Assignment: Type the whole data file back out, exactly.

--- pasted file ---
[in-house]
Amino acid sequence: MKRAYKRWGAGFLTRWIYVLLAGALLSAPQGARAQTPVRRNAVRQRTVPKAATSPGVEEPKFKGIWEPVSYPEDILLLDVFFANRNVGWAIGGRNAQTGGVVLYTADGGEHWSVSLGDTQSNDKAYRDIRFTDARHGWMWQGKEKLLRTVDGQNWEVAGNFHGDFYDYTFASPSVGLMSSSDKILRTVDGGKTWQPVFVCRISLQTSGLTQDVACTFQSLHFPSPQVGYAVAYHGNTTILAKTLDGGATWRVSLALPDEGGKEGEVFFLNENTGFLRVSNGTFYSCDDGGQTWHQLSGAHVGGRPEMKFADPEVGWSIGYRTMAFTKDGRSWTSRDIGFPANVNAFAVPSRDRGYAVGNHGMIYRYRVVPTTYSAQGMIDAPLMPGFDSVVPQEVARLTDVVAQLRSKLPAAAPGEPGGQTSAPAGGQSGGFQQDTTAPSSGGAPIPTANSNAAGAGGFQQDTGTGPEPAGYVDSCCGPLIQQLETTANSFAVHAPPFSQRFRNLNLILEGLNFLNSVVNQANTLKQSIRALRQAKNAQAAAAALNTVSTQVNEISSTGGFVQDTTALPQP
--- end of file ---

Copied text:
[in-house]
Amino acid sequence: MKRAYKRWGAGFLTRWIYVLLAGALLSAPQGARAQTPVRRNAVRQRTVPKAATSPGVEEPKFKGIWEPVSYPEDILLLDVFFANRNVGWAIGGRNAQTGGVVLYTADGGEHWSVSLGDTQSNDKAYRDIRFTDARHGWMWQGKEKLLRTVDGQNWEVAGNFHGDFYDYTFASPSVGLMSSSDKILRTVDGGKTWQPVFVCRISLQTSGLTQDVACTFQSLHFPSPQVGYAVAYHGNTTILAKTLDGGATWRVSLALPDEGGKEGEVFFLNENTGFLRVSNGTFYSCDDGGQTWHQLSGAHVGGRPEMKFADPEVGWSIGYRTMAFTKDGRSWTSRDIGFPANVNAFAVPSRDRGYAVGNHGMIYRYRVVPTTYSAQGMIDAPLMPGFDSVVPQEVARLTDVVAQLRSKLPAAAPGEPGGQTSAPAGGQSGGFQQDTTAPSSGGAPIPTANSNAAGAGGFQQDTGTGPEPAGYVDSCCGPLIQQLETTANSFAVHAPPFSQRFRNLNLILEGLNFLNSVVNQANTLKQSIRALRQAKNAQAAAAALNTVSTQVNEISSTGGFVQDTTALPQP